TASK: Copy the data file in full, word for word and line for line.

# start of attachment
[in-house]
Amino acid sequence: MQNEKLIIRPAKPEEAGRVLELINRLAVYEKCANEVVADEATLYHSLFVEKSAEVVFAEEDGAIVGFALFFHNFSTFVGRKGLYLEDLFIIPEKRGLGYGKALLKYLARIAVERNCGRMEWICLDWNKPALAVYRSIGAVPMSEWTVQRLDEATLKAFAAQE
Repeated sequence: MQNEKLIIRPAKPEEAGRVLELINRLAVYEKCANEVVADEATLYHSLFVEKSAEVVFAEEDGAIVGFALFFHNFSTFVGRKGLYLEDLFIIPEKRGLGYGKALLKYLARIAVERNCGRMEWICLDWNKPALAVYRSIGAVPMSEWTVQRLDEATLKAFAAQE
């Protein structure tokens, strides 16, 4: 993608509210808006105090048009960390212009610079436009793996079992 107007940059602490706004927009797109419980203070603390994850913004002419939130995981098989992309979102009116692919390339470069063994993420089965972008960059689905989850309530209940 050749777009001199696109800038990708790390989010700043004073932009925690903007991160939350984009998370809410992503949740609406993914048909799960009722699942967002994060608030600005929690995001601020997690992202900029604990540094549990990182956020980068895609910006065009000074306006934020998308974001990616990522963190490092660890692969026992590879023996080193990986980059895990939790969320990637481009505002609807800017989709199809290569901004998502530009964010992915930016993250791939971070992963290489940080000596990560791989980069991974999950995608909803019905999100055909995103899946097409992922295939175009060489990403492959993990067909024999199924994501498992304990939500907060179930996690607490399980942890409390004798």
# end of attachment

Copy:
[in-house]
Amino acid sequence: MQNEKLIIRPAKPEEAGRVLELINRLAVYEKCANEVVADEATLYHSLFVEKSAEVVFAEEDGAIVGFALFFHNFSTFVGRKGLYLEDLFIIPEKRGLGYGKALLKYLARIAVERNCGRMEWICLDWNKPALAVYRSIGAVPMSEWTVQRLDEATLKAFAAQE
Repeated sequence: MQNEKLIIRPAKPEEAGRVLELINRLAVYEKCANEVVADEATLYHSLFVEKSAEVVFAEEDGAIVGFALFFHNFSTFVGRKGLYLEDLFIIPEKRGLGYGKALLKYLARIAVERNCGRMEWICLDWNKPALAVYRSIGAVPMSEWTVQRLDEATLKAFAAQE
């Protein structure tokens, strides 16, 4: 993608509210808006105090048009960390212009610079436009793996079992 107007940059602490706004927009797109419980203070603390994850913004002419939130995981098989992309979102009116692919390339470069063994993420089965972008960059689905989850309530209940 050749777009001199696109800038990708790390989010700043004073932009925690903007991160939350984009998370809410992503949740609406993914048909799960009722699942967002994060608030600005929690995001601020997690992202900029604990540094549990990182956020980068895609910006065009000074306006934020998308974001990616990522963190490092660890692969026992590879023996080193990986980059895990939790969320990637481009505002609807800017989709199809290569901004998502530009964010992915930016993250791939971070992963290489940080000596990560791989980069991974999950995608909803019905999100055909995103899946097409992922295939175009060489990403492959993990067909024999199924994501498992304990939500907060179930996690607490399980942890409390004798």